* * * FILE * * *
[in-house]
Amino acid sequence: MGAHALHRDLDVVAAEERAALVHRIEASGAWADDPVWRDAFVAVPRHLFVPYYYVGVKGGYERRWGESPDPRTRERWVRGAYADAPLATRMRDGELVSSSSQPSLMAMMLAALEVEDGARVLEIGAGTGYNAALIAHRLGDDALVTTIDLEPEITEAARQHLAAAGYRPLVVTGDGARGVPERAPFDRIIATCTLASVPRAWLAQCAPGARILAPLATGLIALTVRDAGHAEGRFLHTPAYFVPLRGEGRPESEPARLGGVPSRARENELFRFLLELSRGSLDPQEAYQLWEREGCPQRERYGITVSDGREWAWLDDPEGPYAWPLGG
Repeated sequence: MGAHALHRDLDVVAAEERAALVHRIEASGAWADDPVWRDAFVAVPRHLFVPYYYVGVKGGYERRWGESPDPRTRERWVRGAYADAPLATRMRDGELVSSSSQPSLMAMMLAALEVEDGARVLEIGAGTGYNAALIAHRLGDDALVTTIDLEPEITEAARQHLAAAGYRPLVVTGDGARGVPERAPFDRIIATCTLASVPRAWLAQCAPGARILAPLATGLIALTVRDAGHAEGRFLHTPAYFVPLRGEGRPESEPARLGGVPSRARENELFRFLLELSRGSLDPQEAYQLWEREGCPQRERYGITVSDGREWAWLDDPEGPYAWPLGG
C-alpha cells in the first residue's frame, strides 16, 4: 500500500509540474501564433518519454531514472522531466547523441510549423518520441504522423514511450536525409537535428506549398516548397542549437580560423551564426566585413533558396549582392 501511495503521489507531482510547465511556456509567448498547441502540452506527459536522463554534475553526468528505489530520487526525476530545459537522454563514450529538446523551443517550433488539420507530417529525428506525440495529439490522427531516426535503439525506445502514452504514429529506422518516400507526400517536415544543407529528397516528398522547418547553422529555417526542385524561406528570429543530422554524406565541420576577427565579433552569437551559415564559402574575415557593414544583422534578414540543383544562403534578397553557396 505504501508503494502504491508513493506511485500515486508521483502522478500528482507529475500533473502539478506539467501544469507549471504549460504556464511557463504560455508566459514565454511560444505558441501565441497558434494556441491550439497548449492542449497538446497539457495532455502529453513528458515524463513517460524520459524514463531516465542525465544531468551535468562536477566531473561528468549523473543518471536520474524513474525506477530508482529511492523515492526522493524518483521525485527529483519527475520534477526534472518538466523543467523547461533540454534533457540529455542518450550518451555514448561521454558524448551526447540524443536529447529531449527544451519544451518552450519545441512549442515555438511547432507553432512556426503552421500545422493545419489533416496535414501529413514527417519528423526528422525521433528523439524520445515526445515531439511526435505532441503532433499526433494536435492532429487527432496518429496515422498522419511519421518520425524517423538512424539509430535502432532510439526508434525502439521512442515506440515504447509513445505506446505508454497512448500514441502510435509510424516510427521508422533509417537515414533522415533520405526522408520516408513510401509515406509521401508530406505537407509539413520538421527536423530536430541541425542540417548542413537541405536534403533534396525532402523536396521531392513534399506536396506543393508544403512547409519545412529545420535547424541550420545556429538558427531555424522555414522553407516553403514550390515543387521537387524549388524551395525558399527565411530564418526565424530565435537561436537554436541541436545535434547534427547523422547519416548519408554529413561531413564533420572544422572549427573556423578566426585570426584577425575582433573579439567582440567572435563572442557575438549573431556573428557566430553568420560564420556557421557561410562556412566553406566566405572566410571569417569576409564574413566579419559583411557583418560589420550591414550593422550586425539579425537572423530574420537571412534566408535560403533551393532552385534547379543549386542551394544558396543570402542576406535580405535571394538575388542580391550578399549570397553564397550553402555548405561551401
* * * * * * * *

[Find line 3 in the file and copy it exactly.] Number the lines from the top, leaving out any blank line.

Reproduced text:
Repeated sequence: MGAHALHRDLDVVAAEERAALVHRIEASGAWADDPVWRDAFVAVPRHLFVPYYYVGVKGGYERRWGESPDPRTRERWVRGAYADAPLATRMRDGELVSSSSQPSLMAMMLAALEVEDGARVLEIGAGTGYNAALIAHRLGDDALVTTIDLEPEITEAARQHLAAAGYRPLVVTGDGARGVPERAPFDRIIATCTLASVPRAWLAQCAPGARILAPLATGLIALTVRDAGHAEGRFLHTPAYFVPLRGEGRPESEPARLGGVPSRARENELFRFLLELSRGSLDPQEAYQLWEREGCPQRERYGITVSDGREWAWLDDPEGPYAWPLGG